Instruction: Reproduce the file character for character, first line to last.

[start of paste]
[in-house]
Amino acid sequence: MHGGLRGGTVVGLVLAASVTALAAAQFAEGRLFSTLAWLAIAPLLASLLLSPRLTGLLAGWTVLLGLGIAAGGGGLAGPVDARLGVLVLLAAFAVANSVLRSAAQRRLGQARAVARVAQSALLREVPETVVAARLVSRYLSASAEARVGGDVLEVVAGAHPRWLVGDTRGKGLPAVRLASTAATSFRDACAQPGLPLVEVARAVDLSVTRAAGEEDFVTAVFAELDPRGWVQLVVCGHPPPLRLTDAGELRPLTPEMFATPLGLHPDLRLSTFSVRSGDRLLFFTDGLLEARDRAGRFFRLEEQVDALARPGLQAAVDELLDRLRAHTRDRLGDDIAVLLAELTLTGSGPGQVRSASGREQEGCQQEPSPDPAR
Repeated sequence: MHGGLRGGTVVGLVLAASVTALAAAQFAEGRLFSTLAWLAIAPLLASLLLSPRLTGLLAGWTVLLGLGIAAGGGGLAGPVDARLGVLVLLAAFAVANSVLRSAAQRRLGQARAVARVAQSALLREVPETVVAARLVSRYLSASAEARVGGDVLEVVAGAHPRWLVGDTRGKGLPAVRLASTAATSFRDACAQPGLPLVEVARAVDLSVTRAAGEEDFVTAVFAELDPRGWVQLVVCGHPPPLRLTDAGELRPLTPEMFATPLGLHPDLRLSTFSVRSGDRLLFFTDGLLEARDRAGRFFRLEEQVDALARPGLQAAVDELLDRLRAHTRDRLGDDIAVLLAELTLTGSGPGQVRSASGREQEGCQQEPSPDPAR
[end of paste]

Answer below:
[in-house]
Amino acid sequence: MHGGLRGGTVVGLVLAASVTALAAAQFAEGRLFSTLAWLAIAPLLASLLLSPRLTGLLAGWTVLLGLGIAAGGGGLAGPVDARLGVLVLLAAFAVANSVLRSAAQRRLGQARAVARVAQSALLREVPETVVAARLVSRYLSASAEARVGGDVLEVVAGAHPRWLVGDTRGKGLPAVRLASTAATSFRDACAQPGLPLVEVARAVDLSVTRAAGEEDFVTAVFAELDPRGWVQLVVCGHPPPLRLTDAGELRPLTPEMFATPLGLHPDLRLSTFSVRSGDRLLFFTDGLLEARDRAGRFFRLEEQVDALARPGLQAAVDELLDRLRAHTRDRLGDDIAVLLAELTLTGSGPGQVRSASGREQEGCQQEPSPDPAR
Repeated sequence: MHGGLRGGTVVGLVLAASVTALAAAQFAEGRLFSTLAWLAIAPLLASLLLSPRLTGLLAGWTVLLGLGIAAGGGGLAGPVDARLGVLVLLAAFAVANSVLRSAAQRRLGQARAVARVAQSALLREVPETVVAARLVSRYLSASAEARVGGDVLEVVAGAHPRWLVGDTRGKGLPAVRLASTAATSFRDACAQPGLPLVEVARAVDLSVTRAAGEEDFVTAVFAELDPRGWVQLVVCGHPPPLRLTDAGELRPLTPEMFATPLGLHPDLRLSTFSVRSGDRLLFFTDGLLEARDRAGRFFRLEEQVDALARPGLQAAVDELLDRLRAHTRDRLGDDIAVLLAELTLTGSGPGQVRSASGREQEGCQQEPSPDPAR